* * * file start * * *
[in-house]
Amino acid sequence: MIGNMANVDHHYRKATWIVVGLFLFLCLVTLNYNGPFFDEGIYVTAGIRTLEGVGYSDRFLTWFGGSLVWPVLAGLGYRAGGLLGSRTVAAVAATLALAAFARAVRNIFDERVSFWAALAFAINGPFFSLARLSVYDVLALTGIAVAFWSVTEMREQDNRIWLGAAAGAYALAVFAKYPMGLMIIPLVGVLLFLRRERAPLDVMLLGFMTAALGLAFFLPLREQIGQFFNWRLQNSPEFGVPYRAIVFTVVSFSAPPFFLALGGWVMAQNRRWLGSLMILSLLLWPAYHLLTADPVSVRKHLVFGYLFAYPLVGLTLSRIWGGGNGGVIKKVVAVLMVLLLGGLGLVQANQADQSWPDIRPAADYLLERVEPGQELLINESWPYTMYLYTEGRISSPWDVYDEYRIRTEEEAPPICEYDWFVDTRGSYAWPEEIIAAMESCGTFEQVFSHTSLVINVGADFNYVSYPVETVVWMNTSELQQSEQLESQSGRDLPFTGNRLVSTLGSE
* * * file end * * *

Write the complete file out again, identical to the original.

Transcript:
[in-house]
Amino acid sequence: MIGNMANVDHHYRKATWIVVGLFLFLCLVTLNYNGPFFDEGIYVTAGIRTLEGVGYSDRFLTWFGGSLVWPVLAGLGYRAGGLLGSRTVAAVAATLALAAFARAVRNIFDERVSFWAALAFAINGPFFSLARLSVYDVLALTGIAVAFWSVTEMREQDNRIWLGAAAGAYALAVFAKYPMGLMIIPLVGVLLFLRRERAPLDVMLLGFMTAALGLAFFLPLREQIGQFFNWRLQNSPEFGVPYRAIVFTVVSFSAPPFFLALGGWVMAQNRRWLGSLMILSLLLWPAYHLLTADPVSVRKHLVFGYLFAYPLVGLTLSRIWGGGNGGVIKKVVAVLMVLLLGGLGLVQANQADQSWPDIRPAADYLLERVEPGQELLINESWPYTMYLYTEGRISSPWDVYDEYRIRTEEEAPPICEYDWFVDTRGSYAWPEEIIAAMESCGTFEQVFSHTSLVINVGADFNYVSYPVETVVWMNTSELQQSEQLESQSGRDLPFTGNRLVSTLGSE